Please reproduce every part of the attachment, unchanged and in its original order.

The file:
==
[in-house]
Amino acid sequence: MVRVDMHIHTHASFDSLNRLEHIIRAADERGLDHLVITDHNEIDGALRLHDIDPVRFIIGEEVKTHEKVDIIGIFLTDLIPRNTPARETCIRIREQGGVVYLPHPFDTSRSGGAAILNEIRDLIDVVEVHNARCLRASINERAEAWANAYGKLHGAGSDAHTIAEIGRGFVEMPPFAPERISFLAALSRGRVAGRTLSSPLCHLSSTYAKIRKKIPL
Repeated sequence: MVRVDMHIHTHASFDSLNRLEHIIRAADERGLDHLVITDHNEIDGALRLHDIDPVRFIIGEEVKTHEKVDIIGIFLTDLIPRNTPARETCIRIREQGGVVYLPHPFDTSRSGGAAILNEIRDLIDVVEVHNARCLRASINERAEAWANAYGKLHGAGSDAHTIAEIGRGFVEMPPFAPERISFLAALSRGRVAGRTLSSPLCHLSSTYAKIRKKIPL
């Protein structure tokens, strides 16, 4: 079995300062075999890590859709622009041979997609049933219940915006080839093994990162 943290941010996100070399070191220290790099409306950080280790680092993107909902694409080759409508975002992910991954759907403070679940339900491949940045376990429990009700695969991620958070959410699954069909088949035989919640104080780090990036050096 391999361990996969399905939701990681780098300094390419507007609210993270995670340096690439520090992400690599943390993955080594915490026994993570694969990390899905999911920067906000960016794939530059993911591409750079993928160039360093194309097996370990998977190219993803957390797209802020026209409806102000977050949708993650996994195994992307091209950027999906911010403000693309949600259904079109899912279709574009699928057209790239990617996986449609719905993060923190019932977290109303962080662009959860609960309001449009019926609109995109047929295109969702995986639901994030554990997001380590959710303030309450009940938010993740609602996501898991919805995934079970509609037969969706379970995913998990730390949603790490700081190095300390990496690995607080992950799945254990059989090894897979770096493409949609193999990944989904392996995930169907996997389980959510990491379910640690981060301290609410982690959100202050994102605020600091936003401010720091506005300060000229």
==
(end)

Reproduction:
[in-house]
Amino acid sequence: MVRVDMHIHTHASFDSLNRLEHIIRAADERGLDHLVITDHNEIDGALRLHDIDPVRFIIGEEVKTHEKVDIIGIFLTDLIPRNTPARETCIRIREQGGVVYLPHPFDTSRSGGAAILNEIRDLIDVVEVHNARCLRASINERAEAWANAYGKLHGAGSDAHTIAEIGRGFVEMPPFAPERISFLAALSRGRVAGRTLSSPLCHLSSTYAKIRKKIPL
Repeated sequence: MVRVDMHIHTHASFDSLNRLEHIIRAADERGLDHLVITDHNEIDGALRLHDIDPVRFIIGEEVKTHEKVDIIGIFLTDLIPRNTPARETCIRIREQGGVVYLPHPFDTSRSGGAAILNEIRDLIDVVEVHNARCLRASINERAEAWANAYGKLHGAGSDAHTIAEIGRGFVEMPPFAPERISFLAALSRGRVAGRTLSSPLCHLSSTYAKIRKKIPL
């Protein structure tokens, strides 16, 4: 079995300062075999890590859709622009041979997609049933219940915006080839093994990162 943290941010996100070399070191220290790099409306950080280790680092993107909902694409080759409508975002992910991954759907403070679940339900491949940045376990429990009700695969991620958070959410699954069909088949035989919640104080780090990036050096 391999361990996969399905939701990681780098300094390419507007609210993270995670340096690439520090992400690599943390993955080594915490026994993570694969990390899905999911920067906000960016794939530059993911591409750079993928160039360093194309097996370990998977190219993803957390797209802020026209409806102000977050949708993650996994195994992307091209950027999906911010403000693309949600259904079109899912279709574009699928057209790239990617996986449609719905993060923190019932977290109303962080662009959860609960309001449009019926609109995109047929295109969702995986639901994030554990997001380590959710303030309450009940938010993740609602996501898991919805995934079970509609037969969706379970995913998990730390949603790490700081190095300390990496690995607080992950799945254990059989090894897979770096493409949609193999990944989904392996995930169907996997389980959510990491379910640690981060301290609410982690959100202050994102605020600091936003401010720091506005300060000229």